Michael Hayden at Point Dume, Malibu, California

Michael Hayden at Point Dume, Malibu, California

Los Angeles-based painter, Michael Hayden, masterfully uses melted beeswax combined with pigments, oils and resins to create colorful and luminous paintings. Sometimes his use of found objects brings an unexpected sculptural quality to his work.

The ancient method of art using molten beeswax and resin as a painting medium is known as encaustic and was started by the Greeks around 4BC. The word “encaustic” is derived from the Greek word “enkaustikos” meaning “to heat or to burn”. The use of tools, such as a torch or heat gun, is necessary to fuse multiple layers of wax one to another. Encaustic art is one of the most archival methods of painting known to man. Pigments suspended in beeswax will never fade.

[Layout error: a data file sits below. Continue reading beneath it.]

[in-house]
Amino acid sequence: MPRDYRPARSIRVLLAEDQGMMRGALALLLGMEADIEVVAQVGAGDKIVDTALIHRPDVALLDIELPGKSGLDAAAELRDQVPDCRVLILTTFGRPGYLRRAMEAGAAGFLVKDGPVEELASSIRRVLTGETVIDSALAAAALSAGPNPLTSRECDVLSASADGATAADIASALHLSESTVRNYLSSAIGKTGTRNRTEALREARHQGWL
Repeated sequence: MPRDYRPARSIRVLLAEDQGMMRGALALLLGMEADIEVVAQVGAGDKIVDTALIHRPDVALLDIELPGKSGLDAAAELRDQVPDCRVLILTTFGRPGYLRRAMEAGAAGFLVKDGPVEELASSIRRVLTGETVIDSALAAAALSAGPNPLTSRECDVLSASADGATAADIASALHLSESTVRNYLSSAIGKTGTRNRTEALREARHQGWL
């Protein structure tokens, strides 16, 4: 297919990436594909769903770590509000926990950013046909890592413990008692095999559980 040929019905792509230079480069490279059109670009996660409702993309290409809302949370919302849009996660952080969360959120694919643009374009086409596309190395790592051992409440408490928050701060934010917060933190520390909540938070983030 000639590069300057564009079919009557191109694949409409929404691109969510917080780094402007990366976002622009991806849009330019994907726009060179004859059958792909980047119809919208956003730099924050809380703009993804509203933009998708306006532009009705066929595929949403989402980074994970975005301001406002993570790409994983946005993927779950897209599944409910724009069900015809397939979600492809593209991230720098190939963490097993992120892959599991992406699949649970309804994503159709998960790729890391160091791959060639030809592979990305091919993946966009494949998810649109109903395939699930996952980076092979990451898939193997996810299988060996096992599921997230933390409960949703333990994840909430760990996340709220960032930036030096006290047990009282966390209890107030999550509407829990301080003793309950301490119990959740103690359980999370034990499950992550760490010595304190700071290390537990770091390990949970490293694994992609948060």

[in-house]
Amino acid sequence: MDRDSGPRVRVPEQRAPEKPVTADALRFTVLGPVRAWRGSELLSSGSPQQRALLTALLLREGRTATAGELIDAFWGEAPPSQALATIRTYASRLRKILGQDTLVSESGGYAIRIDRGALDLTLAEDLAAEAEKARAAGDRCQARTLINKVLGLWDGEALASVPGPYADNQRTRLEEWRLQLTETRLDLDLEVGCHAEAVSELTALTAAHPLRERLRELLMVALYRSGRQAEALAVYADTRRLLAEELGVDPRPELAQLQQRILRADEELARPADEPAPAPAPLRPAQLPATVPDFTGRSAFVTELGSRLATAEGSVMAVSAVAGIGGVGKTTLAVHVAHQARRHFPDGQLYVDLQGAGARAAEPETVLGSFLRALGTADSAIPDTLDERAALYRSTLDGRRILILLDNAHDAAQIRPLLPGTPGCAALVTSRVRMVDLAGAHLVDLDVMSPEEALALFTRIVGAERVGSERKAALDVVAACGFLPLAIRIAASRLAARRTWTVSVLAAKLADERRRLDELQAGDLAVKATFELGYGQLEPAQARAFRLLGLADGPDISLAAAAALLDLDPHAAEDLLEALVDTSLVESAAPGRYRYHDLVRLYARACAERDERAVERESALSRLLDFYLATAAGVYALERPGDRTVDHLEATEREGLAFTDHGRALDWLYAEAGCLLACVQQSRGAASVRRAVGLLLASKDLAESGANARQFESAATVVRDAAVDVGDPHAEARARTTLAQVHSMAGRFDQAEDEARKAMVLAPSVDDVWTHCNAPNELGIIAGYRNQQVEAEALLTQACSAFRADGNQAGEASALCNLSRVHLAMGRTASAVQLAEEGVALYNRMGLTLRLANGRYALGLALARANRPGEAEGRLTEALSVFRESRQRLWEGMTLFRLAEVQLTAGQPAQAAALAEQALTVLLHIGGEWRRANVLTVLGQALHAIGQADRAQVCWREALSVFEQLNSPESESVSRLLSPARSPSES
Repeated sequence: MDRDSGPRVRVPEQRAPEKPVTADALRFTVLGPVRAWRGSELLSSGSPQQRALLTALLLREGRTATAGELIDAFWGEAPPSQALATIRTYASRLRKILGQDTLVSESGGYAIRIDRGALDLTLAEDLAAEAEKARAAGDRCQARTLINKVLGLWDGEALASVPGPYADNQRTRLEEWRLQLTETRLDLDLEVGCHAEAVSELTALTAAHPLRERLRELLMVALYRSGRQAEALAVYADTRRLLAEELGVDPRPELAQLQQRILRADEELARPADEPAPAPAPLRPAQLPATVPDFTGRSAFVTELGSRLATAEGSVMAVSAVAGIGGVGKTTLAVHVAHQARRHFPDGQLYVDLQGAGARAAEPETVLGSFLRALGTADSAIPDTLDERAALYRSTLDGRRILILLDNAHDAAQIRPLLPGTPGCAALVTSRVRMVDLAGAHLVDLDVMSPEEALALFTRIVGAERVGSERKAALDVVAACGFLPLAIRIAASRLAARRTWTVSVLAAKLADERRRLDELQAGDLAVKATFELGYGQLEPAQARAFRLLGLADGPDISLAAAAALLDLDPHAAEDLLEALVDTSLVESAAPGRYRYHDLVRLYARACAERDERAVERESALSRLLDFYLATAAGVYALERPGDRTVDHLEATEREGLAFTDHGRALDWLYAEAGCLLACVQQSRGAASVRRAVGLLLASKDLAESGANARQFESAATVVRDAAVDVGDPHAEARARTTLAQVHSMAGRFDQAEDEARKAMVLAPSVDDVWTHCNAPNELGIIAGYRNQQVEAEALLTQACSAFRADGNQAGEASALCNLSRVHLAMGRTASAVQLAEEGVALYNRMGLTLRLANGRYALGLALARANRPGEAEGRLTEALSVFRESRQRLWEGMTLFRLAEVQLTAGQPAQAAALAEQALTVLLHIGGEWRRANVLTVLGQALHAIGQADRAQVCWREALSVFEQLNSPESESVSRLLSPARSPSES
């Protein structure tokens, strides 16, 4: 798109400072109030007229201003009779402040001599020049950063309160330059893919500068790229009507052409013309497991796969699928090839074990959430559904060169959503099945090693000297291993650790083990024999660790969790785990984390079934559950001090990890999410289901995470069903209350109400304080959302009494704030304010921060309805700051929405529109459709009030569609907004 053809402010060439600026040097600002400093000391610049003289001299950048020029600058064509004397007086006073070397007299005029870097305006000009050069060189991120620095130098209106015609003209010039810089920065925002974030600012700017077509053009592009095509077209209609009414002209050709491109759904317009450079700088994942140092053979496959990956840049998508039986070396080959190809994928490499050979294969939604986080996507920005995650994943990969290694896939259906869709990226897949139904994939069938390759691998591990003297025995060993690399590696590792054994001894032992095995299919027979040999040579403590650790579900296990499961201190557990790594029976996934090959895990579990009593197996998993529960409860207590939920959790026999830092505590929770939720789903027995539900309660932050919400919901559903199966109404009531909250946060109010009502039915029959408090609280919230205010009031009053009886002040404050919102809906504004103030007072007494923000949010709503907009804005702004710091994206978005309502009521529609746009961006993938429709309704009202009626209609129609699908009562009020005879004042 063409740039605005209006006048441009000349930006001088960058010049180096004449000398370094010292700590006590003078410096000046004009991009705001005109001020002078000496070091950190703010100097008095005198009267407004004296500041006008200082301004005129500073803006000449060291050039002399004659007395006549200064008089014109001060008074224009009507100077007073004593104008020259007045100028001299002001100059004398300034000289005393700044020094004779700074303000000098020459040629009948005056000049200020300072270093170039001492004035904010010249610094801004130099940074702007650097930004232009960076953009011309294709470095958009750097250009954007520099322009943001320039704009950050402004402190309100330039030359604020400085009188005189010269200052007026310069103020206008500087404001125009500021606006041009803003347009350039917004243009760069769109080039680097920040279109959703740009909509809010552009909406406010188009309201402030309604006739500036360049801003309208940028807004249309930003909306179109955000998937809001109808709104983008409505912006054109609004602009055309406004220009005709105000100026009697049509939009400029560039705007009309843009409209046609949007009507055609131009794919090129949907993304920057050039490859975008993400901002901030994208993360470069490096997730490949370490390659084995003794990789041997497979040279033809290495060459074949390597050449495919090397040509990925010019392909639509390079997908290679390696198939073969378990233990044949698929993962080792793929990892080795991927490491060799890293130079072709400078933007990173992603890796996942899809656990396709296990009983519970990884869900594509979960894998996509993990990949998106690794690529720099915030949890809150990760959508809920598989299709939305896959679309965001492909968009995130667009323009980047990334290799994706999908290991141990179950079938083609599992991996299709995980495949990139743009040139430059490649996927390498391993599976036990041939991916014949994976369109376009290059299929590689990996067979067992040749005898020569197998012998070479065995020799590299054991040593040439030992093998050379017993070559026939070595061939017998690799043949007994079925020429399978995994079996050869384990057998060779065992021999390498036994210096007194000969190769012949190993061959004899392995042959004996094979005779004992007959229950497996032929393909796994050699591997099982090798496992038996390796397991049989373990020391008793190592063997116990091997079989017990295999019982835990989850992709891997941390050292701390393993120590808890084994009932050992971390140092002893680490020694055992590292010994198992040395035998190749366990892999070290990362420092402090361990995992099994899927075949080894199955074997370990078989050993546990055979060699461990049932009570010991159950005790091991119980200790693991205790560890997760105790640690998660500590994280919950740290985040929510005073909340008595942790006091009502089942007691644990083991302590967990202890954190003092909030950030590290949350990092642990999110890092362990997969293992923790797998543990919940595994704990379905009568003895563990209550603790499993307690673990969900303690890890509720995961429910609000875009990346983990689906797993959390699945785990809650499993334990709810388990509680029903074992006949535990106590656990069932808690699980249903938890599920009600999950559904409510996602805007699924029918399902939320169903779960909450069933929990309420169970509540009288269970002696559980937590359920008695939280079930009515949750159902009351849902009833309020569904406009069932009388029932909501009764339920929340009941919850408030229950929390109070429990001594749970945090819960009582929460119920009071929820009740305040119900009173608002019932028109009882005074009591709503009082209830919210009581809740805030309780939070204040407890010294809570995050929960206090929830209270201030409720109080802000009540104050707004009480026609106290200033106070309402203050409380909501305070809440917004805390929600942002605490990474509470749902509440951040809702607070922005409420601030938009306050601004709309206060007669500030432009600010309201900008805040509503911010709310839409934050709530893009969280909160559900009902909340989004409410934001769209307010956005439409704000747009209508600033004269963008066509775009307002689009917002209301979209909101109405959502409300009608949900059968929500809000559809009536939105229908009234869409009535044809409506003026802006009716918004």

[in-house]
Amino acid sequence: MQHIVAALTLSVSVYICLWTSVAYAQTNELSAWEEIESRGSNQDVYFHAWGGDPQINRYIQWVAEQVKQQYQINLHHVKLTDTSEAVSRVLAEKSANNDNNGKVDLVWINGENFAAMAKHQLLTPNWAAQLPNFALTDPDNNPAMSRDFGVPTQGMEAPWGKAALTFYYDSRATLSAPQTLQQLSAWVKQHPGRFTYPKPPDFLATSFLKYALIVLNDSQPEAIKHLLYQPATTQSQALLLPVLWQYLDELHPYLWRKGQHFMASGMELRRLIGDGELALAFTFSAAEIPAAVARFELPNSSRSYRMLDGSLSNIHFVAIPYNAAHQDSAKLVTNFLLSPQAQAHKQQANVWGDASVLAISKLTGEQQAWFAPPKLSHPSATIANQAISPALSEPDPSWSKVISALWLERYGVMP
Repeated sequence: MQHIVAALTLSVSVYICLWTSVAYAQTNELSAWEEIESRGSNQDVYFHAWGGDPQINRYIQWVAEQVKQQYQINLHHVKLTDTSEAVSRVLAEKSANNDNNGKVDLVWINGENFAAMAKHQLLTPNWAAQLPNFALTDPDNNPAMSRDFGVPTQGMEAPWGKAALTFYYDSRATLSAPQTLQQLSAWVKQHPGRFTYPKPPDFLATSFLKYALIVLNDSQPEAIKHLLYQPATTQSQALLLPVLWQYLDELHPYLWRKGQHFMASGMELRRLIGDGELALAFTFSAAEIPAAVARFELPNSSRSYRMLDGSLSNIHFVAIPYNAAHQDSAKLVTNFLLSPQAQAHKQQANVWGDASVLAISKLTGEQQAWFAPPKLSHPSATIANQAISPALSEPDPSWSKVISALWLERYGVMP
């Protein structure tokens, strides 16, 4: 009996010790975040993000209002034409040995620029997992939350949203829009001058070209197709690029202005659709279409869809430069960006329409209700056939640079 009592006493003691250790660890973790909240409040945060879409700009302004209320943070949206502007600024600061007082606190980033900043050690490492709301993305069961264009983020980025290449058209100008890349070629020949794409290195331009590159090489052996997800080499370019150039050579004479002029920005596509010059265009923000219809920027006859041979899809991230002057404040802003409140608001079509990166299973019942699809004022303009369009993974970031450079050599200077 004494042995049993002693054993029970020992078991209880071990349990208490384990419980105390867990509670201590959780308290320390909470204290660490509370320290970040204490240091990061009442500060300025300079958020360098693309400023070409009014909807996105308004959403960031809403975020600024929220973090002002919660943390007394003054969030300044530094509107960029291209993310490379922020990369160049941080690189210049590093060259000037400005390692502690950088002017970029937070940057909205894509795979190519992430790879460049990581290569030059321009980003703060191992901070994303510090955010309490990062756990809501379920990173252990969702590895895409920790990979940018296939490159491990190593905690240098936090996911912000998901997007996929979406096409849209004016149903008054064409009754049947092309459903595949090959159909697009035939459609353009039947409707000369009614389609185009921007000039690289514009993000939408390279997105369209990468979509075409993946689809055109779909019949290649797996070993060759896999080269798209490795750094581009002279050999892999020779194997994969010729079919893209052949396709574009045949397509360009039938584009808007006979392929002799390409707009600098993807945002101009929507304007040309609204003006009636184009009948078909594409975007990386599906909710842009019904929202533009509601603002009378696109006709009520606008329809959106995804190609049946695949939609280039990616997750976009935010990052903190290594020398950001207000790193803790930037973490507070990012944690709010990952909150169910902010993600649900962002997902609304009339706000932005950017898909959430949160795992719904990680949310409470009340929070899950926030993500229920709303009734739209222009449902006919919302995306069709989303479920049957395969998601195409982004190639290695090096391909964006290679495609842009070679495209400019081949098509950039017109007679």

Inspired by master painters Jasper Johns, Mark Rothko and Richard Diebenkorn, to name a few, Michael works to create scenes that will invite the viewer to a place of meditation and contemplation. He is often credited for his use of color, especially blue.

Hayden says, “Every painting tells a story. I spend a lot of time near the ocean studying colors and shapes from water to sky. I find endless inspiration in the horizon line. The found objects I use to create what I call ‘encaustic, mixed media paintings’ encapsulate memories of the past. I like to imagine that repurposing salvaged artifacts, like wood, metal and crystals, give each new painting a soul. Finally, the titles are my way of starting a conversation and inviting you to find a personal connection to each one of my creations.”


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